It’s National Self Care Week and it that vain, it got me thinking about the inherent relationship my shooting and fishing has with my well-being. One of the things I treasure most is being in the countryside. As much as I love the city, being in the wilderness inspires me and gives me a perspective on what is important such as the changing of the seasons, fresh air and exercise. Shooting and fishing take me to some of the most beautiful landscapes in the world.
Shooting has taken its toll on me physically. After being knocked unconscious by a dead pheasant hitting me in the back of the neck 7 years ago, I have permanent damage to my vertebrae although the operation I had on my arm 5 years ago was the real trigger for my regular yoga practice. The injury was from lifting a heavy gun repeatedly and I had the tendons taken from my elbow, the damage removed and the tendons reattached. I was unable to pick up a gun for 10 months and with that came a loss of identity, a void where the social life I once took for granted had been and a loss of the skill I had honed. I was determined to retrieve all of the above as quickly as possible and so a regime of self-care kicked in. The alcohol went first so I could focus on getting back to full fitness and I started an intensive regime of Pilates and yoga to get my former strength back and keep my mind calm and focussed. It worked. With a lot of effort, I was back shooting in 10 months, albeit with a 20 bore which I now love. My original prowess has not quite returned although I’m now very capable of bringing my fair share of high birds down and yoga ensures I can swing through those high birds with a flexible spine.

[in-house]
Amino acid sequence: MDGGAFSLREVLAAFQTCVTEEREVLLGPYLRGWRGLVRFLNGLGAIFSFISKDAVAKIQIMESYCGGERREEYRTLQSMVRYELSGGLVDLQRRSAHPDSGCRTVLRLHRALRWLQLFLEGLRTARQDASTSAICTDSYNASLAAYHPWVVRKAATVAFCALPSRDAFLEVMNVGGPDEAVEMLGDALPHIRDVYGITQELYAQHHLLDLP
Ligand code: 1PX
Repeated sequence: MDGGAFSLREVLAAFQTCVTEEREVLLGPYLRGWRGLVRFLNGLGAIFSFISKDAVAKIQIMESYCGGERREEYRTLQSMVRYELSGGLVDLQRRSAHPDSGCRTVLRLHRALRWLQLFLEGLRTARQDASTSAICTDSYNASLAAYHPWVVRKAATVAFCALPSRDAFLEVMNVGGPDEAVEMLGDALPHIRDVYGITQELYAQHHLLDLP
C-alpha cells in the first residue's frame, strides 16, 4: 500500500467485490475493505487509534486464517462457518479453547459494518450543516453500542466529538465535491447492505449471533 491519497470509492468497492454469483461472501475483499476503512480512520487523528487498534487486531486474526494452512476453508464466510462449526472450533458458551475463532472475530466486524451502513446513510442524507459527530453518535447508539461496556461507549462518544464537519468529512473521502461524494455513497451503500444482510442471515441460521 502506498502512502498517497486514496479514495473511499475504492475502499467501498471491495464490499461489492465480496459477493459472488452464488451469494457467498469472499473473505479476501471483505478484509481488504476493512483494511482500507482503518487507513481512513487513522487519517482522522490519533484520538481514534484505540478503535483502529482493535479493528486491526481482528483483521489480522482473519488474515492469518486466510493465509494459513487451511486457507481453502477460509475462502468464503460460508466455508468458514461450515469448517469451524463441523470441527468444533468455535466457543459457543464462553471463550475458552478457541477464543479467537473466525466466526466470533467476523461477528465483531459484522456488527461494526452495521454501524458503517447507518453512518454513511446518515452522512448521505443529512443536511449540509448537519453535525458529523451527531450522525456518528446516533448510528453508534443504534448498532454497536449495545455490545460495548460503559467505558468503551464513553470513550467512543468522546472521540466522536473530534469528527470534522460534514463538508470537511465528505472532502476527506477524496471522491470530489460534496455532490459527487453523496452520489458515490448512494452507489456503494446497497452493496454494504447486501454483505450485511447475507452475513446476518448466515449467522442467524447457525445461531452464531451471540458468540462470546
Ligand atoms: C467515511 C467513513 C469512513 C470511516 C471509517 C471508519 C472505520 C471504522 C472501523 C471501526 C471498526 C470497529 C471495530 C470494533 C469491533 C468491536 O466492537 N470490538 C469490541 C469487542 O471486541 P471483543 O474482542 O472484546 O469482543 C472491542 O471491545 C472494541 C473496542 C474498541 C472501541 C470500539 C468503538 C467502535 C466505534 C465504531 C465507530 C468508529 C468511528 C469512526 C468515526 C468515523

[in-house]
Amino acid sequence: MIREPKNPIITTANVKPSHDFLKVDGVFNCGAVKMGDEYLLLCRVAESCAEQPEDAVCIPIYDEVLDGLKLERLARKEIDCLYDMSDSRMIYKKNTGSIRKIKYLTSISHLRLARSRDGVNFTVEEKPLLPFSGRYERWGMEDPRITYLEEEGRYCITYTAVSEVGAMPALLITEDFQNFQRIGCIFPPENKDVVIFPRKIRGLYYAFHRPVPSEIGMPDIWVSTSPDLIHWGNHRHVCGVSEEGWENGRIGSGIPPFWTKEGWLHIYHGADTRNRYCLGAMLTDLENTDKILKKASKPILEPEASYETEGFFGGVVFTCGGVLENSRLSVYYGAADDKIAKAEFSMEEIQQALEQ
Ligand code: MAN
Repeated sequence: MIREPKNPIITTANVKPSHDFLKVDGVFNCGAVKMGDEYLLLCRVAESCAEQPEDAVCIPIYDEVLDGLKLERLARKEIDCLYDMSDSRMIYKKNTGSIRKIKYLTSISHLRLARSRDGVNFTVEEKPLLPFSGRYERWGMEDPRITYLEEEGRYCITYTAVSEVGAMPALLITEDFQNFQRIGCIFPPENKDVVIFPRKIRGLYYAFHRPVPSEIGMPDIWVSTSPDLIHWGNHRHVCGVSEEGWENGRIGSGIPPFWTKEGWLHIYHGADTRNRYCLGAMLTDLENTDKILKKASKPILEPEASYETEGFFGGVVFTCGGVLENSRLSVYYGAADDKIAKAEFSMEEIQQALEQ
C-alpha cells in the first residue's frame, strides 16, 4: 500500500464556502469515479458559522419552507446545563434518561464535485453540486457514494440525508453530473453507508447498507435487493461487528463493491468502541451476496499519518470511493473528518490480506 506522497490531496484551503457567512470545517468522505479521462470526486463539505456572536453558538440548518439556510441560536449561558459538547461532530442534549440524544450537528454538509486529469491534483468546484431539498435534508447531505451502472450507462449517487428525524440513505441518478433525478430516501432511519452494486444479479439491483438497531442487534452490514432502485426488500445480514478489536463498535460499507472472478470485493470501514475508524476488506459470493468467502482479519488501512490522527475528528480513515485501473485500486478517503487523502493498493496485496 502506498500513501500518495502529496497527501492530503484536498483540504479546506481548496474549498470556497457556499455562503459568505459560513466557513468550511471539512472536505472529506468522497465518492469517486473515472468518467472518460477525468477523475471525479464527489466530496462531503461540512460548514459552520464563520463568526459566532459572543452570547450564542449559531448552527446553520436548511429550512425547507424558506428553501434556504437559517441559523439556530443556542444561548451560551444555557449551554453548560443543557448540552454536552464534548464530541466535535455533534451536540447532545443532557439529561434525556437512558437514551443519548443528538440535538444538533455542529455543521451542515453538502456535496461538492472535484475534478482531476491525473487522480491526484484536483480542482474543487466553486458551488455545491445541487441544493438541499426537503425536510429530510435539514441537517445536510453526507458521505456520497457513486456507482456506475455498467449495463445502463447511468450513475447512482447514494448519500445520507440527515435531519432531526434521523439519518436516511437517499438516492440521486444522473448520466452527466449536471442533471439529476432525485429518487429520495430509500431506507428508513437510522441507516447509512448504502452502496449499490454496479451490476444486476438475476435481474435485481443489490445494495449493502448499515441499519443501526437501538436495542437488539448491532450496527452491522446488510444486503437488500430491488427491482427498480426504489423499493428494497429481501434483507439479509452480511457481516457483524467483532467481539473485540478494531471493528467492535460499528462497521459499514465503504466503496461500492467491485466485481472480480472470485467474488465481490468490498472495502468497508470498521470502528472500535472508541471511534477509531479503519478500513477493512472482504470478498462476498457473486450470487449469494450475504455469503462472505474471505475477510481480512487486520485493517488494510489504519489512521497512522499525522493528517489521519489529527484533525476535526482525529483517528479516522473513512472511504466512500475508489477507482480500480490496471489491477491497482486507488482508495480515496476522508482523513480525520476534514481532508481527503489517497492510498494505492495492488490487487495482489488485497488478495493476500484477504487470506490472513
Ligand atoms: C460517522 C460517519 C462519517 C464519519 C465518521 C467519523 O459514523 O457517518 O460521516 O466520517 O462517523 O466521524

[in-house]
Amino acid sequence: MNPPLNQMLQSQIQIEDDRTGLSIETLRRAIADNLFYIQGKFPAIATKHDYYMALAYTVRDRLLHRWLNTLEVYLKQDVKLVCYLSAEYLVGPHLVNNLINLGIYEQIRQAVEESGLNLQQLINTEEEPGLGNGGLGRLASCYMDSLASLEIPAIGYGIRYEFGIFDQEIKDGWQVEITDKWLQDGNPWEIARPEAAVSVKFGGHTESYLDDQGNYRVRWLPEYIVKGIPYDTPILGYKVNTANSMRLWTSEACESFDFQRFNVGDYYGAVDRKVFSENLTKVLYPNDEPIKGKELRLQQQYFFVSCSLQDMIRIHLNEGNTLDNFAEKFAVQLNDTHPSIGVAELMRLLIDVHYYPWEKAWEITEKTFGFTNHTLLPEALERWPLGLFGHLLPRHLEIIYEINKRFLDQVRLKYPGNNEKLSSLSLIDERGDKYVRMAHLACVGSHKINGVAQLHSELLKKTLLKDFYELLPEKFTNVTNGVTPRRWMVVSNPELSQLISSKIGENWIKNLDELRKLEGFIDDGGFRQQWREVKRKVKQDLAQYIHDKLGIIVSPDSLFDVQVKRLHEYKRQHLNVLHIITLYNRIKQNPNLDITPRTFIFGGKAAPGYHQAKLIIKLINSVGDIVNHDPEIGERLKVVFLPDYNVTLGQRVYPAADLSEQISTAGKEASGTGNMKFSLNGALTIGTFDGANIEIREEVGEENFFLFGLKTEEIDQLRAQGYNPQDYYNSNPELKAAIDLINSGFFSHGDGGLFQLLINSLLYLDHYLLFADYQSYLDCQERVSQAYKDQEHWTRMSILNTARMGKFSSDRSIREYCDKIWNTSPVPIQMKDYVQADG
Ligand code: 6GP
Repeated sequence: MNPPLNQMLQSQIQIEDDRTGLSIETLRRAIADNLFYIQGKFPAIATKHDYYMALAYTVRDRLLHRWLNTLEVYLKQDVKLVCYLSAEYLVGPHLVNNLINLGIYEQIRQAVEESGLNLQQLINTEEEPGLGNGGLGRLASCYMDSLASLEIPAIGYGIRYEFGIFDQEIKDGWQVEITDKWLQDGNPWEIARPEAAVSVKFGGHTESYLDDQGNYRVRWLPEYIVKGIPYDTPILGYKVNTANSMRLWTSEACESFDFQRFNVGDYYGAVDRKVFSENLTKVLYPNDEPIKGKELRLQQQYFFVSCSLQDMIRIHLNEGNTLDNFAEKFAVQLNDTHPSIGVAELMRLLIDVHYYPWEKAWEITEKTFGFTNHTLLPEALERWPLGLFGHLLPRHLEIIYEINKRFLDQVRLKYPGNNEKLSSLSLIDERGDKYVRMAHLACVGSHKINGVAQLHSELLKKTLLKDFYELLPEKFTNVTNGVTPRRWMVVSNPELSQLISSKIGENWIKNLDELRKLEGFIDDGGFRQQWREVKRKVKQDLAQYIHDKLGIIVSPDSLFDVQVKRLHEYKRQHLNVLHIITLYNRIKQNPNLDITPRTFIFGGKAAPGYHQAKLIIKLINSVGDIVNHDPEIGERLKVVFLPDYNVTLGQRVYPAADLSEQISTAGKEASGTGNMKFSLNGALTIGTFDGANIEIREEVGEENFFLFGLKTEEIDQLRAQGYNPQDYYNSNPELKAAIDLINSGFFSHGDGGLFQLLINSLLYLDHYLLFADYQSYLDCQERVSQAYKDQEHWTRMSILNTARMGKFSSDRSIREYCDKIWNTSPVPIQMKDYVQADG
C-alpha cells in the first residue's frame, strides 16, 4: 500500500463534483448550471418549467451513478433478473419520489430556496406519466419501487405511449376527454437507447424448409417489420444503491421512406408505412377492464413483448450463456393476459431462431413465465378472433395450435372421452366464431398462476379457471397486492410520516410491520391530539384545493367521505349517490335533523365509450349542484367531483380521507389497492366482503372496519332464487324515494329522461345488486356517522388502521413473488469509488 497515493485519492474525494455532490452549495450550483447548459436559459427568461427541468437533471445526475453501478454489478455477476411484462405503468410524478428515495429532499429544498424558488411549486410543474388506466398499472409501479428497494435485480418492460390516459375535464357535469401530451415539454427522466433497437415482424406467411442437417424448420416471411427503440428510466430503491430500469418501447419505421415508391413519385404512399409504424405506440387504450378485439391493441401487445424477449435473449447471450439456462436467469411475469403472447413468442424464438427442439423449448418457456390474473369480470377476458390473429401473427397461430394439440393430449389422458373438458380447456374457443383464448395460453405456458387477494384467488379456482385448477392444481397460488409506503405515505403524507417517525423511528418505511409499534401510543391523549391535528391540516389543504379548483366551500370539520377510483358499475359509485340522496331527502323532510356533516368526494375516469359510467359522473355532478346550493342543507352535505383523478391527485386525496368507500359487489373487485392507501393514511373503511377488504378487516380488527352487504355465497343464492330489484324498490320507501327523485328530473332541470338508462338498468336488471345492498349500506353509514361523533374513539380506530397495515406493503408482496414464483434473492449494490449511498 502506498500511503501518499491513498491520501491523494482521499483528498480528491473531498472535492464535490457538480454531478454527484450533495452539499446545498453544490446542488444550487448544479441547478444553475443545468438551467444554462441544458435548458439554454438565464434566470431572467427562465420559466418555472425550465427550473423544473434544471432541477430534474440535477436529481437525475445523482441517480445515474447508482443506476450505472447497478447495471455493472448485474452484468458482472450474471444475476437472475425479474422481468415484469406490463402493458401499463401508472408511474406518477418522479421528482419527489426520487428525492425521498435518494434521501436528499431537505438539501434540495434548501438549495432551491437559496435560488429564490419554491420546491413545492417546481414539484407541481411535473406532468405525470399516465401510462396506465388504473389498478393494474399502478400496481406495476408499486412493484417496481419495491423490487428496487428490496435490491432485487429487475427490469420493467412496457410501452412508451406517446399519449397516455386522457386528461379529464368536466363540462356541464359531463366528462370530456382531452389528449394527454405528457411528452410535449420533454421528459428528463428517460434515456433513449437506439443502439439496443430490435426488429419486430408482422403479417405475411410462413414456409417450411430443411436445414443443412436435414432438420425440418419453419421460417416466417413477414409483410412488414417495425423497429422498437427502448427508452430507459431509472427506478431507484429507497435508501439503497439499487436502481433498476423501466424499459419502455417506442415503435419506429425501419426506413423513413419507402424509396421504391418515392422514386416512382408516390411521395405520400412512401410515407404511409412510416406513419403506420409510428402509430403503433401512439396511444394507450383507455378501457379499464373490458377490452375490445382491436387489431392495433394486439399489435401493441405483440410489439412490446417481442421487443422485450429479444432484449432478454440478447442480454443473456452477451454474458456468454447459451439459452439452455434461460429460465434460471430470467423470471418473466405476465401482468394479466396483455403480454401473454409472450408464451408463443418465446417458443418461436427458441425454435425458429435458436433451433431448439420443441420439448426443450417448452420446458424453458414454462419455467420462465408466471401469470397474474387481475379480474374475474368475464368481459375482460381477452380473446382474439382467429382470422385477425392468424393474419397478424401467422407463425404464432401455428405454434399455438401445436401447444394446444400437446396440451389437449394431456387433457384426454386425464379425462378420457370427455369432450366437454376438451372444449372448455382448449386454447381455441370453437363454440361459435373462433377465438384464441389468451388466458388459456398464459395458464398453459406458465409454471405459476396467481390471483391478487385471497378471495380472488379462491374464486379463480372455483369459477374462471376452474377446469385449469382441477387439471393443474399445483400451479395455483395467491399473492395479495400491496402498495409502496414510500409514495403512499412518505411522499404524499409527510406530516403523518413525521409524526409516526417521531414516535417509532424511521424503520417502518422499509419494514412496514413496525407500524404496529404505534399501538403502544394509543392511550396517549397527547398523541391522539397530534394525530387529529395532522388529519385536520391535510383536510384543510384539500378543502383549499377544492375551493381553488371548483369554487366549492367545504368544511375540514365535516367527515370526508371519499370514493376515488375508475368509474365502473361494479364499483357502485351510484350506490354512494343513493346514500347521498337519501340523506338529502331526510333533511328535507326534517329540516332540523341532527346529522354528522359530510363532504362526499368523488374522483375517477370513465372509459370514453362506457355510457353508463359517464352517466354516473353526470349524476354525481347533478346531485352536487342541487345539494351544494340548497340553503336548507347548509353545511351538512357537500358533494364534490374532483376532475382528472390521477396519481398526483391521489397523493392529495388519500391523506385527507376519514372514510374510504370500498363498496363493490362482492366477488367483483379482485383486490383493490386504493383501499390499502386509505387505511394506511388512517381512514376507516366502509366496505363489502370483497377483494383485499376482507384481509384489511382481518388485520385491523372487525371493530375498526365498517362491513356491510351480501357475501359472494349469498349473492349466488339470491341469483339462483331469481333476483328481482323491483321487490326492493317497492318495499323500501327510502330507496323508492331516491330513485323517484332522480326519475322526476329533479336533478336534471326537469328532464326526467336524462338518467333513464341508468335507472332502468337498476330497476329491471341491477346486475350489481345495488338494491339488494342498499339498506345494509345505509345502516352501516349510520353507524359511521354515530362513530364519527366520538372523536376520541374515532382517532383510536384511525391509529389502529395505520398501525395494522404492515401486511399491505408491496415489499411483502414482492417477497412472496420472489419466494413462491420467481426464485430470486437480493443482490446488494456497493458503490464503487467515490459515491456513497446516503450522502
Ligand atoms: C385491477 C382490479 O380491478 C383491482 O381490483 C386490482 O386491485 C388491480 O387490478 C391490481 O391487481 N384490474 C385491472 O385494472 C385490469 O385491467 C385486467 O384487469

The balance of work and play is far better and my yoga practice manages all my injuries. Just a fortnight of not being on the mat and the aches and pains can start to creep back in. I practice Ashtanga – it can be punishing and demanding but so can life and it keeps me match fit. I now enjoy a few glasses of wine – I’m a firm believer in yin and yang, although not before a yoga practice day. I’ve developed shoulder pain and this could be from carrying the gun, recoil or simply ridiculously large handbags. I’m having a scan next week although know that with my yoga regime I can practice self-care.
Self-care through yoga definitely helps me focus at work and what is important for my client’s projects. Passionate about game, extolling the virtues and discovering new markets, it has been a dream to work with The Eat Game Awards from the beginning and now the British Game Alliance. I care about the cycle of life with shooting and that what we shoot ends up in the food chain. I’m proud to be part of the shooting community that actively promotes this. The restorative qualities of fly-fishing are clear through initiatives such as Casting for Recovery and Fishing for Heroes and I am proud to work with Orvis who are always concerned about giving back. 5% of their pre-tax profits go to charities and conservation projects. Nineteen 87 have pledged a huge sum to Great Ormond Street and so the cycle of helping to encourage others to practice self care comes into our work every day.
Self-care enables me to make the right decisions, do what I do to the best of my ability and work with clients as focussed on doing the right thing as I am.